Although the notion of energy test centers is established—approximately a dozen are in current operation around the world—research reveals that the test center we envision will be the first to focus on a full CO2 “solution”, including breakthrough early-stage CO2 capture, as well as diverse conversion, technologies. The state of Wyoming, through the vision of Governor Matt Mead and legislative leadership, has set aside funding for such a test center at a coal-fired power plant in Wyoming. Figure 2 plots the value propositions afforded by known existing energy test centers and reveals the opportunity to capitalize on a new type of test center.


Figure 2. Energy test centers proposition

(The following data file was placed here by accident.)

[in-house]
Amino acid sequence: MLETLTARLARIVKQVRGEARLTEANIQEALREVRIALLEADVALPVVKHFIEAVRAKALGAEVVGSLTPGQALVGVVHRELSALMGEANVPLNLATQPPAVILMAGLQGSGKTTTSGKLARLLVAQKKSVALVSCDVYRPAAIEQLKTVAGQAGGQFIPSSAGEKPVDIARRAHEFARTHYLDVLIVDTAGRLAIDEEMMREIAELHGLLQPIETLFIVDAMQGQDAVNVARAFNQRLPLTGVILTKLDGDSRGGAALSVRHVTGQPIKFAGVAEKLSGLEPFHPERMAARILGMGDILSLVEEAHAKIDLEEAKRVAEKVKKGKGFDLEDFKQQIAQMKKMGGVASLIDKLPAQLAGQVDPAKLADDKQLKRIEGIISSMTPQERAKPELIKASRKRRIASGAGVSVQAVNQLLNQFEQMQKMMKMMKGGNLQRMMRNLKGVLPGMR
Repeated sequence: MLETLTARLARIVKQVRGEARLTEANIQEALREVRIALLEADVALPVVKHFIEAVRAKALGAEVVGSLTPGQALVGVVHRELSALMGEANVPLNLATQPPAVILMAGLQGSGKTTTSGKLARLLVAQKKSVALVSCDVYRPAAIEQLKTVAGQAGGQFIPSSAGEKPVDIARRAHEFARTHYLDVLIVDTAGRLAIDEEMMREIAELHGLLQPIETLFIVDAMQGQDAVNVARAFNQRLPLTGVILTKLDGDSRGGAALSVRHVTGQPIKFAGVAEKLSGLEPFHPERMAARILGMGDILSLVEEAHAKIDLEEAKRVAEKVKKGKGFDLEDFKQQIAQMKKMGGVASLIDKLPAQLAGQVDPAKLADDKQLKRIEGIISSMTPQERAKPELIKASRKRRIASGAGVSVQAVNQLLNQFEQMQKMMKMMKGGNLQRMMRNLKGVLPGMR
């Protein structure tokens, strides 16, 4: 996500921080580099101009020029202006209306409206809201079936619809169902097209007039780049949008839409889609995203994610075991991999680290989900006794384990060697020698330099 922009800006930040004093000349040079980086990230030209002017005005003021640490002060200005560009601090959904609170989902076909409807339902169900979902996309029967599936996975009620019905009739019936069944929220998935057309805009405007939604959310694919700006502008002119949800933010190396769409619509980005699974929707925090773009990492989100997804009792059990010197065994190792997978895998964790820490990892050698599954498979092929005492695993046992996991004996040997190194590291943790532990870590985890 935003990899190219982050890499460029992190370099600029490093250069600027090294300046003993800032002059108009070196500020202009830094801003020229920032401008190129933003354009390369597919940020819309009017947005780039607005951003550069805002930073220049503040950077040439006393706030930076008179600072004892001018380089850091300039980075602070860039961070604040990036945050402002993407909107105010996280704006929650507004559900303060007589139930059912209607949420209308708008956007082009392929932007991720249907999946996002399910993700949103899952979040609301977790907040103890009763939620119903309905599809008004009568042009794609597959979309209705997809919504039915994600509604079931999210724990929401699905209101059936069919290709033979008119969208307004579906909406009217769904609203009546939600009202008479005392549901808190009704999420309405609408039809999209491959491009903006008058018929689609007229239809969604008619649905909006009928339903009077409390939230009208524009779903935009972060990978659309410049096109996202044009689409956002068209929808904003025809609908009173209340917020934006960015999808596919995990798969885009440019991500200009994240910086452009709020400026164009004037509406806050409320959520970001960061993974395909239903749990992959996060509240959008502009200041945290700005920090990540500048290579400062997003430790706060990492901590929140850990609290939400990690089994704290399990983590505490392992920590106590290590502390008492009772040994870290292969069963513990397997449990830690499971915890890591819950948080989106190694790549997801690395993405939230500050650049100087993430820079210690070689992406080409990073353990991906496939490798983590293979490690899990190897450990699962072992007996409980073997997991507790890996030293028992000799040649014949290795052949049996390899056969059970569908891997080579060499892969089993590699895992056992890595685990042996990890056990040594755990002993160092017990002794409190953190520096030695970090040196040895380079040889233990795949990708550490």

Conclusion

The establishment of new types of test centers is one component of seven needed to develop a commercial CO2 asset industry. Other efforts underway include the development of a global, multimillion-dollar inducement prize competition, the seeding of a global CO2 asset network, and deployment of “advanced market commitments” from industry to purchase yet-to-be-developed technologies. These components are designed to work together and leverage one another to maximize outcomes, but they will not yield results overnight.

The challenge of managing CO2 emissions by spurring the creation and commercialization of multiple “solution” paths is not going to be fast or easy, but research indicates that through the diligent, calculated application of this comprehensive approach, we have the best chance of affording the industry with a portfolio of CO2 management options that can manage risk and ensure the continued provision of reliable, affordable energy in a carbon-constrained world.
 

This article is republished by permission from cornerstonemag.net.  All rights reserved.